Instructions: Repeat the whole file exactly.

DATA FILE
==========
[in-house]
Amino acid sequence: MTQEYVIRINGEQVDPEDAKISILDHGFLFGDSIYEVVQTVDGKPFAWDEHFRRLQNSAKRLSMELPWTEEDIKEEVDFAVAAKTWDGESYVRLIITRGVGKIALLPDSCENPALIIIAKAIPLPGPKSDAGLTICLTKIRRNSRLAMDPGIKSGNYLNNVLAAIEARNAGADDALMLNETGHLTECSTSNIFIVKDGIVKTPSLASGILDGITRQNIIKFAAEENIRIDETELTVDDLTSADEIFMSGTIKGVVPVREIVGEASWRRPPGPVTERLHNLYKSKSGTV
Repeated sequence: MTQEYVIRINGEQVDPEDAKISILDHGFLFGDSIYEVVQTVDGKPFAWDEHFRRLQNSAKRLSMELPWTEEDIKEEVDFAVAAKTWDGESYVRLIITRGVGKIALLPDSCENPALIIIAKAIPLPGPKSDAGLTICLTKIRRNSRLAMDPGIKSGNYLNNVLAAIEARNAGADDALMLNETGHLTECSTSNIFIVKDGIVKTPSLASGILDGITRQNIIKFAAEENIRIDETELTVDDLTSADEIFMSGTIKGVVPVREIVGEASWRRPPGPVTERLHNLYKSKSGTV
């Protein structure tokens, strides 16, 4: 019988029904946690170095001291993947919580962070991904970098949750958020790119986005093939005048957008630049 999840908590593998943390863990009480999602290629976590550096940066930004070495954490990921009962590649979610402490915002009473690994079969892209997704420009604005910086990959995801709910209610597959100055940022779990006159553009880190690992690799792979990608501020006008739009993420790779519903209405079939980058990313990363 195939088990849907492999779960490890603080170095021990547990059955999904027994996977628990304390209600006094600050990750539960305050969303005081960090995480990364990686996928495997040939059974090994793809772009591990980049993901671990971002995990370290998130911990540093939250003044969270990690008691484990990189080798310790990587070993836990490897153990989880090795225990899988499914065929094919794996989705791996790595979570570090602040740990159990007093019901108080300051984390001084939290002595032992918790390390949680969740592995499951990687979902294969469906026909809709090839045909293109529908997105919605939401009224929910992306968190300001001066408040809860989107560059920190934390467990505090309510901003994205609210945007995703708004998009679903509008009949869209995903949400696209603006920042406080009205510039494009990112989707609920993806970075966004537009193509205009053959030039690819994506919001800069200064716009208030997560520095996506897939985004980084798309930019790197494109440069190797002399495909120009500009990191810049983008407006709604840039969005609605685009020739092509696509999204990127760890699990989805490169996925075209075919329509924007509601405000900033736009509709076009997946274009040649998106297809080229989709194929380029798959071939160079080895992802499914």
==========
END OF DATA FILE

[in-house]
Amino acid sequence: MTQEYVIRINGEQVDPEDAKISILDHGFLFGDSIYEVVQTVDGKPFAWDEHFRRLQNSAKRLSMELPWTEEDIKEEVDFAVAAKTWDGESYVRLIITRGVGKIALLPDSCENPALIIIAKAIPLPGPKSDAGLTICLTKIRRNSRLAMDPGIKSGNYLNNVLAAIEARNAGADDALMLNETGHLTECSTSNIFIVKDGIVKTPSLASGILDGITRQNIIKFAAEENIRIDETELTVDDLTSADEIFMSGTIKGVVPVREIVGEASWRRPPGPVTERLHNLYKSKSGTV
Repeated sequence: MTQEYVIRINGEQVDPEDAKISILDHGFLFGDSIYEVVQTVDGKPFAWDEHFRRLQNSAKRLSMELPWTEEDIKEEVDFAVAAKTWDGESYVRLIITRGVGKIALLPDSCENPALIIIAKAIPLPGPKSDAGLTICLTKIRRNSRLAMDPGIKSGNYLNNVLAAIEARNAGADDALMLNETGHLTECSTSNIFIVKDGIVKTPSLASGILDGITRQNIIKFAAEENIRIDETELTVDDLTSADEIFMSGTIKGVVPVREIVGEASWRRPPGPVTERLHNLYKSKSGTV
């Protein structure tokens, strides 16, 4: 019988029904946690170095001291993947919580962070991904970098949750958020790119986005093939005048957008630049 999840908590593998943390863990009480999602290629976590550096940066930004070495954490990921009962590649979610402490915002009473690994079969892209997704420009604005910086990959995801709910209610597959100055940022779990006159553009880190690992690799792979990608501020006008739009993420790779519903209405079939980058990313990363 195939088990849907492999779960490890603080170095021990547990059955999904027994996977628990304390209600006094600050990750539960305050969303005081960090995480990364990686996928495997040939059974090994793809772009591990980049993901671990971002995990370290998130911990540093939250003044969270990690008691484990990189080798310790990587070993836990490897153990989880090795225990899988499914065929094919794996989705791996790595979570570090602040740990159990007093019901108080300051984390001084939290002595032992918790390390949680969740592995499951990687979902294969469906026909809709090839045909293109529908997105919605939401009224929910992306968190300001001066408040809860989107560059920190934390467990505090309510901003994205609210945007995703708004998009679903509008009949869209995903949400696209603006920042406080009205510039494009990112989707609920993806970075966004537009193509205009053959030039690819994506919001800069200064716009208030997560520095996506897939985004980084798309930019790197494109440069190797002399495909120009500009990191810049983008407006709604840039969005609605685009020739092509696509999204990127760890699990989805490169996925075209075919329509924007509601405000900033736009509709076009997946274009040649998106297809080229989709194929380029798959071939160079080895992802499914």